But I think asking Americans to get off of the TikTok platform is probably an unrealistic expectation of the degree of cybersecurity that they need to have, and if we look at what’s happening with cryptocurrency threats, with the weaponization of social media, of the attack on our democracy, fake news, the rampant neglect of cybersecurity across our own government, banking issues, SCADA issues, I just think we have to look at the full range of cyber threats we face and ask ourselves how to moderate this and, really, come up with some common sense things.

It’s not to say that China isn’t using a backdoor into TikTok. They are. But you have to think of the whole information space as being a highly compromised space. And we just need to—we need to look at a sort of holistic approach to cybersecurity that balances those different things.

You know, I don’t use TikTok. The people on this call probably should consider whether they, given their aspirations, want to use TikTok. But I don’t think TikTok is the greatest threat to cybersecurity that we face right now.

CAGGINS: Well, now I’m going to have to question every time I’m watching a cat video. Thanks, Josh. (Laughter.)

On to the future.

Josh, if you were—you’re part of the Defense Innovation Boards. I may be getting that wrong. But you’ve been in the Pentagon. You’ve been in these high-level meetings, and we have to make priorities in the Defense Department. Our budget has ballooned to over $750 billion, and there’s a lot of talk about fifth-generation fighters, new aircraft carriers, new rifles and camouflage for our land forces.

How would you prioritize DOD spending and where do you think we have more opportunities to fight the wars of tomorrow versus the wars of yesteryear?

MARCUSE: It’s a great question. I’ll answer in a way that seems evasive but, I promise, it isn’t.

I think what we spend our money on is much less important than how we decide what we spend our money on. So one of my passion projects since I left government is an esoteric but very consequential subject called planning, programming, budgeting, and execution reform, or PPBE reform.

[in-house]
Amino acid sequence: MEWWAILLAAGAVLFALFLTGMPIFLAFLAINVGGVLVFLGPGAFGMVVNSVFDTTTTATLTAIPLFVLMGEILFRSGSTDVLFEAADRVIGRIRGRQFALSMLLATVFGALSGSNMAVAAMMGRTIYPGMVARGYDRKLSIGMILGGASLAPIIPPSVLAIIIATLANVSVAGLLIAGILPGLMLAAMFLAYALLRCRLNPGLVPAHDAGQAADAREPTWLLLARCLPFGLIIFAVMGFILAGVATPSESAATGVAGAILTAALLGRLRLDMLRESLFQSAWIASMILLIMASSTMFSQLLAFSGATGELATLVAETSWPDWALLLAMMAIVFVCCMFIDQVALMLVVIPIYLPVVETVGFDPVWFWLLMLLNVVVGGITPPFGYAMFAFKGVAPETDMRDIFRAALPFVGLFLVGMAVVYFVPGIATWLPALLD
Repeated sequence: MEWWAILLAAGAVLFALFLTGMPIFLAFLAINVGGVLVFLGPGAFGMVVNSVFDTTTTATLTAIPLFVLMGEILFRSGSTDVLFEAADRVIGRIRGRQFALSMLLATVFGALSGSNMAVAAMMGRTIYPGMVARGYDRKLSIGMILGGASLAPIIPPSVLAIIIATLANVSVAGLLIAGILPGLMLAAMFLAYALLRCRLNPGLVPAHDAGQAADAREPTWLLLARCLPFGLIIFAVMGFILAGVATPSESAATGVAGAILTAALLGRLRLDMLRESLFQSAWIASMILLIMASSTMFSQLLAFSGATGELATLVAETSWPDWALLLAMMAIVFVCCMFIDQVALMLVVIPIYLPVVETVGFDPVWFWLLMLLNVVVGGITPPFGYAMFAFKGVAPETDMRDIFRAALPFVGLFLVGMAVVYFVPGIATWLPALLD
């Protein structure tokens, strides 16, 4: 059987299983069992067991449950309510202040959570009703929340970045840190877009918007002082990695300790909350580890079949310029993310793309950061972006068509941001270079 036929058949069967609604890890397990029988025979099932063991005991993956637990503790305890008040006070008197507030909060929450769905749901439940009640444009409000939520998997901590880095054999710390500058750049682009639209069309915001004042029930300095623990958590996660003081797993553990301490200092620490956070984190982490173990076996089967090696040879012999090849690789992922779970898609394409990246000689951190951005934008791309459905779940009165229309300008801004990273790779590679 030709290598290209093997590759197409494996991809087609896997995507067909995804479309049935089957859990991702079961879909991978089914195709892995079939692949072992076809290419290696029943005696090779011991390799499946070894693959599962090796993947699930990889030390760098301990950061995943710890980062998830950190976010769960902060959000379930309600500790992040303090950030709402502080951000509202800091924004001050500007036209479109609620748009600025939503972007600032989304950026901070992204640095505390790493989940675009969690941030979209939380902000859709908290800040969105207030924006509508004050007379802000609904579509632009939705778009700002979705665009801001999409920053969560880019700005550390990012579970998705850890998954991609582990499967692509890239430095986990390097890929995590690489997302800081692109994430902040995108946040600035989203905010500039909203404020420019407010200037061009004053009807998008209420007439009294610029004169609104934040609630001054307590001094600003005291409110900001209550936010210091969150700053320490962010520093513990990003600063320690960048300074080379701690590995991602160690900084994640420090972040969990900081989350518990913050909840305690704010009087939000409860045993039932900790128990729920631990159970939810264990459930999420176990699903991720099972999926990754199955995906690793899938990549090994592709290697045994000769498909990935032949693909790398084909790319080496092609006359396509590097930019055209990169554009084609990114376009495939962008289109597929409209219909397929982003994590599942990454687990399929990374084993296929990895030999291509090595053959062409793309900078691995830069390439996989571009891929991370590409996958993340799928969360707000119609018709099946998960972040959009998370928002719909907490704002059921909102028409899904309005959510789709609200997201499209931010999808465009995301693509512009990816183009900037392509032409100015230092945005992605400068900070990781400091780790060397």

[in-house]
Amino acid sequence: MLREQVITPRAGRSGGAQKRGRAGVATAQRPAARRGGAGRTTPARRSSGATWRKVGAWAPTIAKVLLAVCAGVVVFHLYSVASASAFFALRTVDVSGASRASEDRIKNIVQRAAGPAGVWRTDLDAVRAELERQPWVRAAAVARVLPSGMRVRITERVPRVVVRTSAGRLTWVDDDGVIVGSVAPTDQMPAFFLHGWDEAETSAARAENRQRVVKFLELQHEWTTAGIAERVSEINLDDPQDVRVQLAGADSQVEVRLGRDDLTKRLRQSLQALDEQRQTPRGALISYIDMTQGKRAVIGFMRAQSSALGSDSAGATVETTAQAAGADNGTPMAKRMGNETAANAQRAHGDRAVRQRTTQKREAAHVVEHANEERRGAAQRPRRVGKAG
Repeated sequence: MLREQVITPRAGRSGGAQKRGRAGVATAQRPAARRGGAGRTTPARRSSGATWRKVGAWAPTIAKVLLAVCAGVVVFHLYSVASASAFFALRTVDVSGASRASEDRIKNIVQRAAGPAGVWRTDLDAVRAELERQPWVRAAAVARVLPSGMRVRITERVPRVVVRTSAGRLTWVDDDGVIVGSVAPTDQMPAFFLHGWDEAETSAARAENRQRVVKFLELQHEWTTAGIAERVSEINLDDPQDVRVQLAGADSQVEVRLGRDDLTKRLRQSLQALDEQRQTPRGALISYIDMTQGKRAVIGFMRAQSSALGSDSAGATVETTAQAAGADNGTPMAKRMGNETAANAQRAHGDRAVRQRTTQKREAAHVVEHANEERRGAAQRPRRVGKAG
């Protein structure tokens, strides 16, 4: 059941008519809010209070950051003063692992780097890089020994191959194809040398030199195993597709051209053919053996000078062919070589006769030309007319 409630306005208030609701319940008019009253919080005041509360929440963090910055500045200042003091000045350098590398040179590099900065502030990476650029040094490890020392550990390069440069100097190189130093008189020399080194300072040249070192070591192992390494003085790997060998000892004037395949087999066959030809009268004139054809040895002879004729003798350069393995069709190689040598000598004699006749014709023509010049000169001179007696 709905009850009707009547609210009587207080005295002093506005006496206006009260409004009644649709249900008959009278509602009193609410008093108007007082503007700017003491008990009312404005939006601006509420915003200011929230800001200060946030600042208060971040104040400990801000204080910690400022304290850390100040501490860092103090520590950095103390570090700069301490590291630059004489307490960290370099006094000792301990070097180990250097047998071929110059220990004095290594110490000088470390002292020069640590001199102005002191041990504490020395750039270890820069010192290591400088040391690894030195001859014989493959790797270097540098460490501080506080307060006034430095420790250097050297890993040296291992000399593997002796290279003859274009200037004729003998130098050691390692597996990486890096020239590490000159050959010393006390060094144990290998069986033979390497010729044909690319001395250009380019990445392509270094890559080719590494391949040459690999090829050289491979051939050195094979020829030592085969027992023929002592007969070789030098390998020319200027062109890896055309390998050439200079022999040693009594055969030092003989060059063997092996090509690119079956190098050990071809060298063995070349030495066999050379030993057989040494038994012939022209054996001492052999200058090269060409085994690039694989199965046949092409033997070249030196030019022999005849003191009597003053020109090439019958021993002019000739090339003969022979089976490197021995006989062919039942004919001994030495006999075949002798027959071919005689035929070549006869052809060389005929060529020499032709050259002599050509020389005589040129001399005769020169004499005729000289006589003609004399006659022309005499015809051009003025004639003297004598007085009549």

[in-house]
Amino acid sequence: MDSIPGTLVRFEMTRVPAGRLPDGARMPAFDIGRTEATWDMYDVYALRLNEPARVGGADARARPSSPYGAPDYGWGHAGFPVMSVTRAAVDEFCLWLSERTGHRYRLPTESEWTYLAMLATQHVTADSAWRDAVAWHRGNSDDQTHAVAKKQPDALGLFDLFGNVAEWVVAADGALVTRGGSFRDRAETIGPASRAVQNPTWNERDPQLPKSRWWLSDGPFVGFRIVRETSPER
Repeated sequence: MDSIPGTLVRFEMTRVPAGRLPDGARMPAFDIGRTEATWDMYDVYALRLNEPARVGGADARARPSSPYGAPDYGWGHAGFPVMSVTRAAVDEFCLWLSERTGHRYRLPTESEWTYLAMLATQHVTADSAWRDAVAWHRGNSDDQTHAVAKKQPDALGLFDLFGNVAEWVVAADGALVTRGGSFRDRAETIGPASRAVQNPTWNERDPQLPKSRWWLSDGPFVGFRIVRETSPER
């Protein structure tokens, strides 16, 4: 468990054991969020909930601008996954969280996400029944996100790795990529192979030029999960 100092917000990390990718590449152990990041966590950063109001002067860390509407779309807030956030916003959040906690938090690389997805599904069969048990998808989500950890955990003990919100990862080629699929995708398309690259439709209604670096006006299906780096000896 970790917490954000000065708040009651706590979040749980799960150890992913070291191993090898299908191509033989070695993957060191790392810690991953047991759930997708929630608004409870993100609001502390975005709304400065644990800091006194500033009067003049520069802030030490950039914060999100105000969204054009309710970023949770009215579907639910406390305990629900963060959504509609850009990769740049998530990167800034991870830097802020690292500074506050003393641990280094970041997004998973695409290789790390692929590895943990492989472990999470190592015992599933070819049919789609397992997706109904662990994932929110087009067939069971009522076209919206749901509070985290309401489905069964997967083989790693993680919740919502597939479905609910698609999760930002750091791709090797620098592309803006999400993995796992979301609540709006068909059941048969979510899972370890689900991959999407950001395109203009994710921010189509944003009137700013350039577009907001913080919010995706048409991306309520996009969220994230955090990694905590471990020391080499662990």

The system that we use to make decisions as a nation on what we invest in was invented by Robert McNamara long before I was born and it’s changed remarkably little since that time. And, you know, Myles talked about all the different things that have changed in the course of his service to our country.

But the rules set by which investments decisions are made and the time horizon over which those decisions are made has not kept pace and that, I think, actually represents one of the greatest threats to our national security and great power competition.

And the way I would describe it is there’s a very important metaphor that is used in the military that every aspiring student of defense issues needs to know and it’s called the OODA loop, and I’m sure there are people on this call that are familiar with it. We probably have some fighter pilots on this call.

But it’s a really important mental model, and the OODA loop stands for observe, orient, decide, act, and it is the speed at which one fighter pilot in an aerial dogfight against another fighter pilot can see what’s going on and maneuver their aircraft into a position to win the dogfight.

The metaphor I would use is that we are in a bureaucratic dogfight against China, and instead of operating our fighter plane against their fighter plane we’re operating our bureaucracy and our economy against their bureaucracy and their economy. And so the turning radius of our way of life is defined by how agile is our resource allocation mechanism.

If you think about the time it takes for the decision-maker, who is our pilot, whether that’s the chairman or the president or the secretary or chairman of SASC, or however you think about this sort of unified actor, they—you know, when they try to move the throttle of our cockpit there’s a seven-year time lag before the plane moves. That latency in decision-making and the inability to reallocate resources to the priorities that Lauren articulated is the reason we’ll lose.

So it’s actually—I don’t think it matters how we allocate $750 billion over the next five years. What matters is that we can’t change our mind about anything in the next five years with those $750 billion, even if our life depended on it, and, in reality, our life does depend on it.

So PPBE reform and the PPBE Commission that Congress has just established is the acquisition reform issue of our generation. It is what I have described as the Packard Commission of our time. And for all of you on this phone—on this call, if you want to get excited about a topic in defense reform that’s going to shape your future, I am giving you an advertisement. Educate yourself about the defense budget. It is THE hot topic.

KAHN: I’ll just, quickly, reinforce everything that Josh said, especially when it comes to artificial intelligence, just because I’ve been in that kind of sphere over the past, you know, few years, and, really, just seeing that emphasized and emphasized again and again, where it’s very hard to, you know, change (players ?), or even if the people at the top and even if the people—the actual warfighters—want to implement these technologies, there are a lot of bureaucratic hurdles to get around that isn’t necessarily conducive or isn’t easily applied to a lot of these emerging technologies.